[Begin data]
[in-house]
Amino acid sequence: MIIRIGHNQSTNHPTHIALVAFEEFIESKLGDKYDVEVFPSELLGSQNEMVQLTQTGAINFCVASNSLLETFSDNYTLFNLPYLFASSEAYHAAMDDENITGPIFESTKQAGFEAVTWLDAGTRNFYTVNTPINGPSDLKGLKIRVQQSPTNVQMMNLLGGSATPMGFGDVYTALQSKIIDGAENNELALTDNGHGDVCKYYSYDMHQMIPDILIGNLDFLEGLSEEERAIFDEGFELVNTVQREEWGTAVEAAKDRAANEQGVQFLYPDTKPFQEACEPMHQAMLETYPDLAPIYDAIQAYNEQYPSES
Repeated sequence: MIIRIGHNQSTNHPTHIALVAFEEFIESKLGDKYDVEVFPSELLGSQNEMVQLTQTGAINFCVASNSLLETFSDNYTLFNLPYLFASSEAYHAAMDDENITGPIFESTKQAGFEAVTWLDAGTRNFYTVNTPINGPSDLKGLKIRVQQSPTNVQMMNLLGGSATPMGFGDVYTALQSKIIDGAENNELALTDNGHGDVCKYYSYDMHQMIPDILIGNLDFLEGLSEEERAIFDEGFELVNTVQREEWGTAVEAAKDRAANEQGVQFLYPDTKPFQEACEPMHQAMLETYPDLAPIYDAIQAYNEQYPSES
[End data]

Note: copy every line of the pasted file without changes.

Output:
[in-house]
Amino acid sequence: MIIRIGHNQSTNHPTHIALVAFEEFIESKLGDKYDVEVFPSELLGSQNEMVQLTQTGAINFCVASNSLLETFSDNYTLFNLPYLFASSEAYHAAMDDENITGPIFESTKQAGFEAVTWLDAGTRNFYTVNTPINGPSDLKGLKIRVQQSPTNVQMMNLLGGSATPMGFGDVYTALQSKIIDGAENNELALTDNGHGDVCKYYSYDMHQMIPDILIGNLDFLEGLSEEERAIFDEGFELVNTVQREEWGTAVEAAKDRAANEQGVQFLYPDTKPFQEACEPMHQAMLETYPDLAPIYDAIQAYNEQYPSES
Repeated sequence: MIIRIGHNQSTNHPTHIALVAFEEFIESKLGDKYDVEVFPSELLGSQNEMVQLTQTGAINFCVASNSLLETFSDNYTLFNLPYLFASSEAYHAAMDDENITGPIFESTKQAGFEAVTWLDAGTRNFYTVNTPINGPSDLKGLKIRVQQSPTNVQMMNLLGGSATPMGFGDVYTALQSKIIDGAENNELALTDNGHGDVCKYYSYDMHQMIPDILIGNLDFLEGLSEEERAIFDEGFELVNTVQREEWGTAVEAAKDRAANEQGVQFLYPDTKPFQEACEPMHQAMLETYPDLAPIYDAIQAYNEQYPSES